Stop at one of these rest stops while biking or walking to grab refreshments and local biking information! Each station will be open from 7-9 a.m. and from 4-6 p.m. on Bike to Work Day.
Keweenaw Bike to Work Day Set for May 28
Local cyclists will take to the streets Thursday, May 28 to celebrate the seventh annual Keweenaw Bike to Work Day. The event, coordinated by Bike Initiative Keweenaw (BIKE!), a local bike-advocacy group, aims to raise awareness of bicycle commuting as a transportation alternative, bike safety, and the importance of sharing the road.
Bike commuters, and other non-motorized travelers including pedestrians, are invited to visit one or more of eight rest stops in Houghton, Hancock, Calumet, Lake Linden and South Range on their way to or from work or school. Volunteers at each station will offer free refreshments, bike safety booklets and giveaway items, advice on bike commuting routes and gear, and, in some cases, even simple bike fixes like topping off tire pressures and checking brakes.
Six stops will operate from 7-9 a.m. and 4-6 p.m., at the following locations:
- In Houghton, on the Waterfront Trail east of the lift bridge, and near the Michigan Tech Outdoor Adventure Program building on Townsend Drive,
- In Hancock at McGann’s Building Supply parking lot,
- In Calumet on Highway 41 near the CLK School in the morning and at Cross Country Sports on Oak Street in the afternoon,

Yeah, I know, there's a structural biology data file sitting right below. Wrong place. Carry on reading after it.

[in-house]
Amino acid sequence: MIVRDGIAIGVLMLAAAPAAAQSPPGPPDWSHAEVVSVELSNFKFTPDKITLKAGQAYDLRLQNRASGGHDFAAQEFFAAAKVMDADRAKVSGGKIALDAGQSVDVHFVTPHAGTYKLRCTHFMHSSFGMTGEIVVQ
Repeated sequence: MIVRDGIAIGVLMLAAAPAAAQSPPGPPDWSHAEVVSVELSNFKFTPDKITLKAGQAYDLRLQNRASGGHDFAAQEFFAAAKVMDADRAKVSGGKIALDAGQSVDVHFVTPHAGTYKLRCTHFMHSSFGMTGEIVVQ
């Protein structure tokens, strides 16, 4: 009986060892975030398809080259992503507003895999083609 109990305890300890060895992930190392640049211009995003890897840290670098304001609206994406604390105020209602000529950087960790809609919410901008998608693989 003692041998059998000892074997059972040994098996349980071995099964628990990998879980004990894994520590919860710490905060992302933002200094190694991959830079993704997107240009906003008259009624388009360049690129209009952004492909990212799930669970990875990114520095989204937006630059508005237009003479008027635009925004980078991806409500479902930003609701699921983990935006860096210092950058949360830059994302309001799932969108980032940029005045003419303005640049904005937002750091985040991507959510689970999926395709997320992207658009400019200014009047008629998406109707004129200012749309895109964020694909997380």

- In Lake Linden at the Lake Linden Park gazebo,
- And in South Range at the BP station.
Two additional stops, on Campus Drive in Hancock near UP Health System-Portage, and at the corner of Sharon Avenue and Portage Street in Houghton, will be staffed during the peak hour of 7:30 to 8:30 a.m.
Bike to Work Day co-coordinator Curt Webb said the event has grown by adding one new site per year and enjoys great community support.
“This year’s new stop is at the MTU Credit Union on Sharon Avenue,” Webb said. “The Houghton Middle School Builders Club, a youth service organization, is sponsoring it.”
Webb said that rain or shine, the event will be a success if it reminds people to operate both bikes and motor vehicles safely.
“Cyclists need to obey traffic laws and wear bright clothes so they are visible to motorists,” Webb said, “and drivers should watch for cyclists and pedestrians along the roadway and at intersections.”
There is no fee to participate and no registration required.